This question will be relevant for the successors of many family businesses as a consequence of the recent reform of the German Inheritance and Gift Tax Act (Erbschaftsteuer- und Schenkungsteuergesetz).
With steady regularity, the Federal Constitutional Court finds that the German Inheritance and Gift Tax Act (Erbschaftsteuer- und Schenkungsteuergesetz, “Inheritance and Gift Tax Act”) is incompatible with the German Basic Law (Grundgesetz). With a judgment dated December 17, 2014, the Constitutional Court tasked the legislator with, by July 1, 2016 at the latest, creating a new arrangement for the preferential treatment of business assets that, as part of the Inheritance and Gift Tax Act, exempted the heirs from a tax burden jeopardizing the continuation of the enterprise. 1 Thereupon, the Inheritance and Gift Tax Act was amended with effect for all inheritances and gifts for which the tax accrues after June 30, 2016.
The principal subject matter of the reform was a modification of the preferential treatment of business assets governed in § 13a and 13b of the Inheritance and Gift Tax Act, whereby the general scheme of giving preferential treatment to business assets and the definition of business assets were maintained. There were significant changes, particularly regarding the aggregated wages rule (Lohnsummenregelung), which is now to be applied when there is more than five employees.
Furthermore, the reform introduced a value limit of 26 million euros, from which, in principle, the preferential treatment of business assets no longer applies. However, in these cases – so-called “large-scale trades” – upon an application in accordance with § 13c of the Inheritance and Gift Tax Act (new version), a preferential treatment of business assets reduced by one percentage point for each full 750,000 euros may be granted. From a value of assets of 90 million euros, within the framework of the special provision of § 13c of the Inheritance and Gift Tax Act, preferential treatment of business assets is no longer granted.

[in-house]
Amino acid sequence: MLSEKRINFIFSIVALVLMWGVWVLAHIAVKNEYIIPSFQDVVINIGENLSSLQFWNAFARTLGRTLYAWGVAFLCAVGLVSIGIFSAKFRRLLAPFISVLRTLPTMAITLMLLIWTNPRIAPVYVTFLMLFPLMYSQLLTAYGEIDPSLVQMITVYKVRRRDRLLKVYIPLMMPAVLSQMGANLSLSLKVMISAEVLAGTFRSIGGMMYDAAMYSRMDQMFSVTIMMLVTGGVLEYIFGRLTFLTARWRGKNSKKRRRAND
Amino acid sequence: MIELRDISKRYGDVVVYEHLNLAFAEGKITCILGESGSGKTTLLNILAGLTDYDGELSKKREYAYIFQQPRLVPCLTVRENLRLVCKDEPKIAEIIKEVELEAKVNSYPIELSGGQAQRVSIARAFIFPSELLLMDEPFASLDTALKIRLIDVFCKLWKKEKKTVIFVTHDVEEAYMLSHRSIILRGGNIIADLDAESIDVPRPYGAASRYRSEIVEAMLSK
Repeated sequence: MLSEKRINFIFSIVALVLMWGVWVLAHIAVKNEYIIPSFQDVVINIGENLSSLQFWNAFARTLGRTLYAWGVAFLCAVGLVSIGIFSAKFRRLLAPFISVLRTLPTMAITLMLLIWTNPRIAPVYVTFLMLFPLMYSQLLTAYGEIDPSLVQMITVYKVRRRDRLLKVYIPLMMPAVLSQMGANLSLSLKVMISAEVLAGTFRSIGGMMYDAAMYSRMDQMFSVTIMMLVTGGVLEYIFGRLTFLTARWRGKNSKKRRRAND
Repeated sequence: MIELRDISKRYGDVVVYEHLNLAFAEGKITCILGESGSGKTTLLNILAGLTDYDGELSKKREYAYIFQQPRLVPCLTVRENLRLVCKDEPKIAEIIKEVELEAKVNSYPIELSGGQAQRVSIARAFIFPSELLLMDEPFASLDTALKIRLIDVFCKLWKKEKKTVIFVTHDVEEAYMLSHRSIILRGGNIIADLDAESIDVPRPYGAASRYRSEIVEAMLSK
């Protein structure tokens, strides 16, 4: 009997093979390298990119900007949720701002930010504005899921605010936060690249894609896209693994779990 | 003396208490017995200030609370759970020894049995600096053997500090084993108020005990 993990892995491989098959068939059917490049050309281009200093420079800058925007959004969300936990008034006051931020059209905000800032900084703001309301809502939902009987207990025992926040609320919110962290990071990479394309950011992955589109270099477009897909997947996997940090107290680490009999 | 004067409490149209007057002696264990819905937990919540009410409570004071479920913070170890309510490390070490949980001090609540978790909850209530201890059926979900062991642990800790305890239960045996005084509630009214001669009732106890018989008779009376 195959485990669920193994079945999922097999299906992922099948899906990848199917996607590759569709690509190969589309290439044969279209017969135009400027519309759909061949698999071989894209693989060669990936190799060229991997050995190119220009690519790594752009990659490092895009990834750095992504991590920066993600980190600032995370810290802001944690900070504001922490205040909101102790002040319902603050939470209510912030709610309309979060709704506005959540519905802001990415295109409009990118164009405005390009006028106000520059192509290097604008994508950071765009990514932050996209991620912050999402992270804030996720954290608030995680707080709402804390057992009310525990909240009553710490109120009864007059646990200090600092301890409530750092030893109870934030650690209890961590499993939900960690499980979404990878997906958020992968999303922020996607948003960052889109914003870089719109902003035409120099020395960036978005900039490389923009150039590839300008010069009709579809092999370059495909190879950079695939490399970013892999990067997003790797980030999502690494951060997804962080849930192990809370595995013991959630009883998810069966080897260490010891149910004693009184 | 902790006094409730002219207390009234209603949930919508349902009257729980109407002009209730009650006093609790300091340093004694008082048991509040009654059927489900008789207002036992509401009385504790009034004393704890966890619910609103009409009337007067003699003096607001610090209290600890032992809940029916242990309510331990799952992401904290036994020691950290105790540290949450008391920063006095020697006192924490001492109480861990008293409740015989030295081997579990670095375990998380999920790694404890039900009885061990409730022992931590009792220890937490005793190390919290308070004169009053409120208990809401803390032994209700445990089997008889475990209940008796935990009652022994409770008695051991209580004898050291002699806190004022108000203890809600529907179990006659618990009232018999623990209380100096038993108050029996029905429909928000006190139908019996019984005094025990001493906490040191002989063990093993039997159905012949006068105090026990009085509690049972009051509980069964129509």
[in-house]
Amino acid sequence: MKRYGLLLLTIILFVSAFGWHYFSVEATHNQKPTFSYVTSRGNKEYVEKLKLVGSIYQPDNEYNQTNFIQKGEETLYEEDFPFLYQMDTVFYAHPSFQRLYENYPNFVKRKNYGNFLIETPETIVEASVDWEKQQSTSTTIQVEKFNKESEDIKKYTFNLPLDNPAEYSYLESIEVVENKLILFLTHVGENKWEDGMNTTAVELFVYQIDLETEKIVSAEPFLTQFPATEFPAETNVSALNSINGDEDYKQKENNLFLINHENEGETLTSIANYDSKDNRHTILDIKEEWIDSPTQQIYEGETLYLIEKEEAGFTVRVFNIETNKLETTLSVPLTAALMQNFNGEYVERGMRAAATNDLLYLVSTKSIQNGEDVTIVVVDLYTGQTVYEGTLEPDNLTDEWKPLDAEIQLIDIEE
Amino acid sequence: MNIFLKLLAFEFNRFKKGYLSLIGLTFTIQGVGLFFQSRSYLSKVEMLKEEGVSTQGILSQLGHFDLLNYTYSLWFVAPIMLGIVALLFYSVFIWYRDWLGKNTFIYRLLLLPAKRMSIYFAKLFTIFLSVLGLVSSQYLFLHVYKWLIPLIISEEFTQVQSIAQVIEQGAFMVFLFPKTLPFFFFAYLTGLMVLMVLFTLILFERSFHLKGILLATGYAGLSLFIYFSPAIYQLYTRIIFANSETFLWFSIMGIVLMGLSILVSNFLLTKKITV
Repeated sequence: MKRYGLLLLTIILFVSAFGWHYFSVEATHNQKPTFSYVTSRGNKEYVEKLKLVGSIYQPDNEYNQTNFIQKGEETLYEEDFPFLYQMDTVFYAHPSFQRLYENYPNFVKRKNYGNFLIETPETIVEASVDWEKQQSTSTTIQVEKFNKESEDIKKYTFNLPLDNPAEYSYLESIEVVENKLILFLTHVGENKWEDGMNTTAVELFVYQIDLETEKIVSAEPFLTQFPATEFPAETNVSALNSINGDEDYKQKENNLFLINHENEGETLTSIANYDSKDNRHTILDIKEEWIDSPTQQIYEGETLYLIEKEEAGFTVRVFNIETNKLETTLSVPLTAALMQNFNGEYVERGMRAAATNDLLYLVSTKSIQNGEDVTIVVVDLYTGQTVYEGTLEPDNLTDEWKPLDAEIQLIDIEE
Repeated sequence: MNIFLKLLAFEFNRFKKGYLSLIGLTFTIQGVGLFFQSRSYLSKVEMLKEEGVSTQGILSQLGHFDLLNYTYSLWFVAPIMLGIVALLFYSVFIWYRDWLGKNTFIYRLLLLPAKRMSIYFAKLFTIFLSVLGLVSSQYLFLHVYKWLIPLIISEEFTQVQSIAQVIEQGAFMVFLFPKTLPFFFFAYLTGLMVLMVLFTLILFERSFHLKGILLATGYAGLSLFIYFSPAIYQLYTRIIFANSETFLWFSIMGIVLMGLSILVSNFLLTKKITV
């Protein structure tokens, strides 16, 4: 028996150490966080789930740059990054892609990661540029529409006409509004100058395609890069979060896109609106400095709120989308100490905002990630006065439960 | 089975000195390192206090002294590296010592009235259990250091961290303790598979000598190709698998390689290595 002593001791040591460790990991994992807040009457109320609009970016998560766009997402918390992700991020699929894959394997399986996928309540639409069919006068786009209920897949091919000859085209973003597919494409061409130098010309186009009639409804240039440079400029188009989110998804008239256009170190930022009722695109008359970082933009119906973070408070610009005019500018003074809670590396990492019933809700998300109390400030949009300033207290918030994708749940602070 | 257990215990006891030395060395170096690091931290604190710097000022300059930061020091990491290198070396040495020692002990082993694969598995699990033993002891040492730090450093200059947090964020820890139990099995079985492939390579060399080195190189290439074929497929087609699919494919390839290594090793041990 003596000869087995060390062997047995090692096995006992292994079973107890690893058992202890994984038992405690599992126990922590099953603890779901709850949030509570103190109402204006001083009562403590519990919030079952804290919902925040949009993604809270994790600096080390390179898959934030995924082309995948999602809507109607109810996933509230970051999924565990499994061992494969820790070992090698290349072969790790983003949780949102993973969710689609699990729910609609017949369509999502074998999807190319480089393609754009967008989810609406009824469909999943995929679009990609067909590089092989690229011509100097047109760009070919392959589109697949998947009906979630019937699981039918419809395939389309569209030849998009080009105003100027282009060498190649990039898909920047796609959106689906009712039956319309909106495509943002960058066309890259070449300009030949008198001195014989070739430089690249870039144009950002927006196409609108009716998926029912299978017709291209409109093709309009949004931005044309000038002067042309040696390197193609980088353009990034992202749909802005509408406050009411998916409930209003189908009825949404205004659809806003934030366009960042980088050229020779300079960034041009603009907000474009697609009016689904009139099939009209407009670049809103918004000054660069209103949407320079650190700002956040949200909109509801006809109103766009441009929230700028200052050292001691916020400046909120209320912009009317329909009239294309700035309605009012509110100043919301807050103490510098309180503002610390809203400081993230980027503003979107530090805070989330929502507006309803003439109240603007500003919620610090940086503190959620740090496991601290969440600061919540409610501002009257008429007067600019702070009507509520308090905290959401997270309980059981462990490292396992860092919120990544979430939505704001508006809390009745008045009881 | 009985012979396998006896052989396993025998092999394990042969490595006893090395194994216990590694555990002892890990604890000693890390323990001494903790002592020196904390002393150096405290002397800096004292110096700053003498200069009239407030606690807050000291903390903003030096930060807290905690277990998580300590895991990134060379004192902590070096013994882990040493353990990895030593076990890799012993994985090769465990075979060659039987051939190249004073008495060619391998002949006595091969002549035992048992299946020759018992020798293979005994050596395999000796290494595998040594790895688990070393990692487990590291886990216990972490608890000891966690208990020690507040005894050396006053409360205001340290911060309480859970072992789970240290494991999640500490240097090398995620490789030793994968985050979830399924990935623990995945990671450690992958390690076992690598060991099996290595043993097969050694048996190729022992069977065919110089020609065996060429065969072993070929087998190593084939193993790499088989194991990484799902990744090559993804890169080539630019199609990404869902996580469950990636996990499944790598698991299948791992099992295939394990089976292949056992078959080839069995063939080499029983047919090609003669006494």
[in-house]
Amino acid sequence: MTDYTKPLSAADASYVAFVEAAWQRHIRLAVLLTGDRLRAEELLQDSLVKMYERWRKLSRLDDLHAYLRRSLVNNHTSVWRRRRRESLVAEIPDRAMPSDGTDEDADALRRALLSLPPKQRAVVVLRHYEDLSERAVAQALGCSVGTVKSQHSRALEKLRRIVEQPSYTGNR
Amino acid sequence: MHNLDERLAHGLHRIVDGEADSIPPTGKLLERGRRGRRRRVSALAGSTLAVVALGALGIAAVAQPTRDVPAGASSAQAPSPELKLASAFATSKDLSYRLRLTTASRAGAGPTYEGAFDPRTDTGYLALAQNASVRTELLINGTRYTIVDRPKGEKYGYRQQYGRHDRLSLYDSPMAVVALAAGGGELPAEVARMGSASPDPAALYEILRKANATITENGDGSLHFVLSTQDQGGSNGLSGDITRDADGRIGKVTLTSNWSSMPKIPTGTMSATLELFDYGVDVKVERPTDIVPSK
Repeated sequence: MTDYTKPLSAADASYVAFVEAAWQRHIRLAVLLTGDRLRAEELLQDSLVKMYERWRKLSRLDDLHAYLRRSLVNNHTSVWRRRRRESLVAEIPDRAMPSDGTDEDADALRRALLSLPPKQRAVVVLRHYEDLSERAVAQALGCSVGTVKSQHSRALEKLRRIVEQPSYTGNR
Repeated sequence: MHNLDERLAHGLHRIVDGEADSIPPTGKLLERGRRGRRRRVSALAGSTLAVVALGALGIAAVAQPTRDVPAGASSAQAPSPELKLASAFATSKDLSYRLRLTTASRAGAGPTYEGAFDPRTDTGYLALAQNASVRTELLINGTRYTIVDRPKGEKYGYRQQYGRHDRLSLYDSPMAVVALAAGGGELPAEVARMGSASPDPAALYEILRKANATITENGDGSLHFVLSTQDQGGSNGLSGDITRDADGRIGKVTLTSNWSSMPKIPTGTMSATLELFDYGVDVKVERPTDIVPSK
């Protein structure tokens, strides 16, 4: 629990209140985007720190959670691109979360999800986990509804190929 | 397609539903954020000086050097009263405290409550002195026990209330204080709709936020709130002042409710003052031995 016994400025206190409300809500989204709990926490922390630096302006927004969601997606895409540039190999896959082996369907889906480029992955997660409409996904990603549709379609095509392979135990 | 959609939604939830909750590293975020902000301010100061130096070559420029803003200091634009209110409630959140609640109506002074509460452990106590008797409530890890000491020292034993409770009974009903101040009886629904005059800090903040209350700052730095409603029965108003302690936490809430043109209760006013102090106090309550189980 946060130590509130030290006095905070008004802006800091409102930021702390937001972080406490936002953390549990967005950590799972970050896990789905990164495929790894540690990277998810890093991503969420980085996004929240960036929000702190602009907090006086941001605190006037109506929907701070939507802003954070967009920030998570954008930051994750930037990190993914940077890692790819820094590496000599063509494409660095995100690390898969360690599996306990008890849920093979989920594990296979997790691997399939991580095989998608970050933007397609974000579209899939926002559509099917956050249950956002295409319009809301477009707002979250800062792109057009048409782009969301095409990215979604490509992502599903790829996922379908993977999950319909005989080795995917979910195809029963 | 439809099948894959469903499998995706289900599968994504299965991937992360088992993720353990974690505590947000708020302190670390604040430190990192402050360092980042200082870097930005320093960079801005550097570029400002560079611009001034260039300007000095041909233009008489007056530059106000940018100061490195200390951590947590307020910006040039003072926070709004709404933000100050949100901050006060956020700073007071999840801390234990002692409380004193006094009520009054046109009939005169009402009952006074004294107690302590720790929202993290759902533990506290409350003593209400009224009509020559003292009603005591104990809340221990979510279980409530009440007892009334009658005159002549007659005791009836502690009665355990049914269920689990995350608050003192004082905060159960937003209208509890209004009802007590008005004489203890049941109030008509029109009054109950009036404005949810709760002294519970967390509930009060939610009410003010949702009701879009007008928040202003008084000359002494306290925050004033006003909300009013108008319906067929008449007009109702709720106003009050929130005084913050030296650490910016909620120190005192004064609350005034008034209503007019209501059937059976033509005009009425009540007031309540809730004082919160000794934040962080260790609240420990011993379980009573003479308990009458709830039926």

Alternatively, however, in accordance with § 28a of the Inheritance and Gift Tax Act (new version), a so-called “exemption needs test” (Verschonungsbedarfsprüfung) is to be undertaken, with which, upon application, the tax may be abated to the extent that such tax cannot be settled from so-called “available assets” (verfügbare Vermögen) (that is, half of the assets not falling under the preferential treatment of business assets), regardless of whether such assets were acquired with the inheritance / gift or the acquirer is entitled to such assets independent of the inheritance / gift. The abatement is not possible to the extent that the assets have to be transferred to third parties (for example, because of a bequest) or the aggregated wages rule or the maintenance period are not adhered to. In addition, the exemption is rendered inapplicable if additional available assets are acquired within ten years.
In summary, it can be stated that, for some business owners, succession can become a “sour” experience, if a structured solution is not employed on a timely basis to ensure participation in the “sweets” that the law still provides.
1 File reference: 1 BvL 21/12